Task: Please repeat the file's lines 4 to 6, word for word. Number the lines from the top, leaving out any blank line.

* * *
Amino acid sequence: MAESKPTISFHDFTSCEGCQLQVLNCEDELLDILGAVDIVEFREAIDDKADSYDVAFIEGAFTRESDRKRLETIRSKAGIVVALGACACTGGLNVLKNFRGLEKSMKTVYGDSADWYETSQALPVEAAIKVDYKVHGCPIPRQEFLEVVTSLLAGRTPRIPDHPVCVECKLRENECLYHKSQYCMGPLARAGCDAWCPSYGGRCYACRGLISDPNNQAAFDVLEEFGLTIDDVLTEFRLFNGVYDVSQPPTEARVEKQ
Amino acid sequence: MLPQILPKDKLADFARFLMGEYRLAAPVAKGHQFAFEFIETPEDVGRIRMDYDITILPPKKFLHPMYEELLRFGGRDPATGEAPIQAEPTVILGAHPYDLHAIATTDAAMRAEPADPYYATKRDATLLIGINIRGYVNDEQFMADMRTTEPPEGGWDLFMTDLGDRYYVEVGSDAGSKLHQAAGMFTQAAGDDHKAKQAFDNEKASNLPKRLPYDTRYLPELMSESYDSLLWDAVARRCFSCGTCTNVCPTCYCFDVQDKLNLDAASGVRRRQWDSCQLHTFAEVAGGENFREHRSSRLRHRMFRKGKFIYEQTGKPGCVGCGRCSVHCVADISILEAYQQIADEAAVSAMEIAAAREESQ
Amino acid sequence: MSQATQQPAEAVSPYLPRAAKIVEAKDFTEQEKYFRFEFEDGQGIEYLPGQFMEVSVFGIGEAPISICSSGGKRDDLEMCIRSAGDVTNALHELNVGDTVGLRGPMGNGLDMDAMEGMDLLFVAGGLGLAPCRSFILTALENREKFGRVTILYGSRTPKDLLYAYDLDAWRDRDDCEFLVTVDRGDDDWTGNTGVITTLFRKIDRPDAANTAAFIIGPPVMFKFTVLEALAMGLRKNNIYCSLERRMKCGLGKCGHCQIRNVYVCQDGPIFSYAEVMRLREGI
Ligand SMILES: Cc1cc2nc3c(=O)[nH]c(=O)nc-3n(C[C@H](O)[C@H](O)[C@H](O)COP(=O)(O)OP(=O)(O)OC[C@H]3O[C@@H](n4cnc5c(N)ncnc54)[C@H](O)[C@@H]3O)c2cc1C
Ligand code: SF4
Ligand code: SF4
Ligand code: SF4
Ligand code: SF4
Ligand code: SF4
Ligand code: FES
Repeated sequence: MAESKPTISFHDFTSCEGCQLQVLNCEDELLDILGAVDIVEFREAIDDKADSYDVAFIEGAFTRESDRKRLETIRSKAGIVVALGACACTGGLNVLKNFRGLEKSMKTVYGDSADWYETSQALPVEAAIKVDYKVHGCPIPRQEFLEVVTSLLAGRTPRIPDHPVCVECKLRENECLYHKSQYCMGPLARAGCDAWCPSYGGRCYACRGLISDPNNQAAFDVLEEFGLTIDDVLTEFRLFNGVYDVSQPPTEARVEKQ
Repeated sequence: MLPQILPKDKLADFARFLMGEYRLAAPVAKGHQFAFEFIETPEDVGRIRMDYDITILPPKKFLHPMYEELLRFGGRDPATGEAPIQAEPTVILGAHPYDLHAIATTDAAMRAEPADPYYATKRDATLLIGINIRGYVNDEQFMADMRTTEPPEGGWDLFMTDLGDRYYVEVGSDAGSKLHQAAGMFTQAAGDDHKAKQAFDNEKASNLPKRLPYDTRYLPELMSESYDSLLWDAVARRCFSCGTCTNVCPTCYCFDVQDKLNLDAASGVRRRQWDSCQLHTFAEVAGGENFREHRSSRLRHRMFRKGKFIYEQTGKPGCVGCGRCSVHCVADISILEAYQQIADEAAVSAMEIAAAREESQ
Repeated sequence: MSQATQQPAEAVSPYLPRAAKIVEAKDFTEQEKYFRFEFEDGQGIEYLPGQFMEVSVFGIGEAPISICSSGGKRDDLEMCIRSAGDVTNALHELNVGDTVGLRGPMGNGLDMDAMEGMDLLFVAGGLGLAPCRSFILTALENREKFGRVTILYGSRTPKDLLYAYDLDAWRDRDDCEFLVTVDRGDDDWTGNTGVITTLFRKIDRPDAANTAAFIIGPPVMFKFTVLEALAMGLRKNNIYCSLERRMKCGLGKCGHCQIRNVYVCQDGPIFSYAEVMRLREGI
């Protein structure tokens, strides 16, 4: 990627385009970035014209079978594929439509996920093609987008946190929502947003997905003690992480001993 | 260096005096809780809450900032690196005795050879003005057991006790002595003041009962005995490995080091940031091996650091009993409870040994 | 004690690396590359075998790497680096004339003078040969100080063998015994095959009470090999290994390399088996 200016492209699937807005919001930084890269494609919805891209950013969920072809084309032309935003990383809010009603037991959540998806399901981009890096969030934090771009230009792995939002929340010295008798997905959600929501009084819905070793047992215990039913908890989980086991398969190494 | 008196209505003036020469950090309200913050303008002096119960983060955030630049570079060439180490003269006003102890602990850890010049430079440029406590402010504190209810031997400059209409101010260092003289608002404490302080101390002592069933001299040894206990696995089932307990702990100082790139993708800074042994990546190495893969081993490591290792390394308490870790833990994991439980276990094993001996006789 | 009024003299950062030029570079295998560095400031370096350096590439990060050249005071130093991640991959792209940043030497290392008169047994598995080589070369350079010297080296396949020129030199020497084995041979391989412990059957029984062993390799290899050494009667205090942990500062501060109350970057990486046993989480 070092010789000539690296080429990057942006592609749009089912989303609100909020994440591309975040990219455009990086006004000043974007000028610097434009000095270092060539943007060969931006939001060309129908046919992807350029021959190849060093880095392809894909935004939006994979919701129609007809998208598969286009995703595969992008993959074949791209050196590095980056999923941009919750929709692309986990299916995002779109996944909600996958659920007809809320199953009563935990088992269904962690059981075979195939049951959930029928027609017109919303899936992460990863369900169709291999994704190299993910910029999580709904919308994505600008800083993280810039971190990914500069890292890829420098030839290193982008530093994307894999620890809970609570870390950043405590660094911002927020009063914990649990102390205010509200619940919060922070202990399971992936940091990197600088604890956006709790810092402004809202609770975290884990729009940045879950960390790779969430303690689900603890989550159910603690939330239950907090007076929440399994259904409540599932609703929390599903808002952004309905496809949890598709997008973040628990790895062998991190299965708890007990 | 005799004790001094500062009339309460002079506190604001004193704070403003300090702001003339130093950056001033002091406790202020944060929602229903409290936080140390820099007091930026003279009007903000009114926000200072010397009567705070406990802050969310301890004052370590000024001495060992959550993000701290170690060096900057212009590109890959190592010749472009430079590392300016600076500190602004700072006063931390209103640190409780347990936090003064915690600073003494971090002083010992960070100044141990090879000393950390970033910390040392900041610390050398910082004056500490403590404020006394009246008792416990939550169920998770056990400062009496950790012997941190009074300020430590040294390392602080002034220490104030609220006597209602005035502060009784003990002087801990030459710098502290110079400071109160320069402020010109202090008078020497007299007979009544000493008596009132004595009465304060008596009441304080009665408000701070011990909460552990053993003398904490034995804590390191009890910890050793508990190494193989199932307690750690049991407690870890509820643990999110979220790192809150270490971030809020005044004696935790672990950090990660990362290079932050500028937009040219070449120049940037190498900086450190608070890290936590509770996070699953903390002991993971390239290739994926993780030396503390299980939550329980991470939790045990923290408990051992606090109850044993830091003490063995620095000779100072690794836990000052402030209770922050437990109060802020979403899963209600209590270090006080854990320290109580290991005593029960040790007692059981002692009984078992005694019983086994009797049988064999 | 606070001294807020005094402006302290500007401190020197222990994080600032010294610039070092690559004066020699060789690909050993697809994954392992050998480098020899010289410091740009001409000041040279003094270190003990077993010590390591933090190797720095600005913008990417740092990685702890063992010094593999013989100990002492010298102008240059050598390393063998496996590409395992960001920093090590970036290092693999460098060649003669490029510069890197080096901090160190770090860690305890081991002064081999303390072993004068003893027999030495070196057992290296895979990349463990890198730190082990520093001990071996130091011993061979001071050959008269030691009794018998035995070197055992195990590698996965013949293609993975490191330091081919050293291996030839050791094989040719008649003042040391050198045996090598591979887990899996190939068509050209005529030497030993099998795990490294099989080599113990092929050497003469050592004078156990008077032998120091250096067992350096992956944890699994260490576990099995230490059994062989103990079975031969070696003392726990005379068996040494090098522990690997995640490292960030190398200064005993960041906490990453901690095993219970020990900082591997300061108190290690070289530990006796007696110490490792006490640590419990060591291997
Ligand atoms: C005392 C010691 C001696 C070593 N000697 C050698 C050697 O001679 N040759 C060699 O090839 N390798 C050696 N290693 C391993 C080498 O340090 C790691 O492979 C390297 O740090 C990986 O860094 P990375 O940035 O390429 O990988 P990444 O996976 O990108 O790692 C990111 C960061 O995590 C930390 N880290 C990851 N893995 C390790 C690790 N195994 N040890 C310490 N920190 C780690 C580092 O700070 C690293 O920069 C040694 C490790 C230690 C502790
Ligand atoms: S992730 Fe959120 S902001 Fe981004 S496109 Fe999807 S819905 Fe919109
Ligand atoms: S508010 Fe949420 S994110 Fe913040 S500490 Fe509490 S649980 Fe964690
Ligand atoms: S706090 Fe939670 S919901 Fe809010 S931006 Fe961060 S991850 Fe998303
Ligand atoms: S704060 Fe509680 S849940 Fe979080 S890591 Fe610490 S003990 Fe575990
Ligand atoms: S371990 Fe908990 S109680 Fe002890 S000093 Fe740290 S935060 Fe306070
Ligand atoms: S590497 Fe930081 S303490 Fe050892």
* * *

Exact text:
Ligand SMILES: Cc1cc2nc3c(=O)[nH]c(=O)nc-3n(C[C@H](O)[C@H](O)[C@H](O)COP(=O)(O)OP(=O)(O)OC[C@H]3O[C@@H](n4cnc5c(N)ncnc54)[C@H](O)[C@@H]3O)c2cc1C
Ligand code: SF4
Ligand code: SF4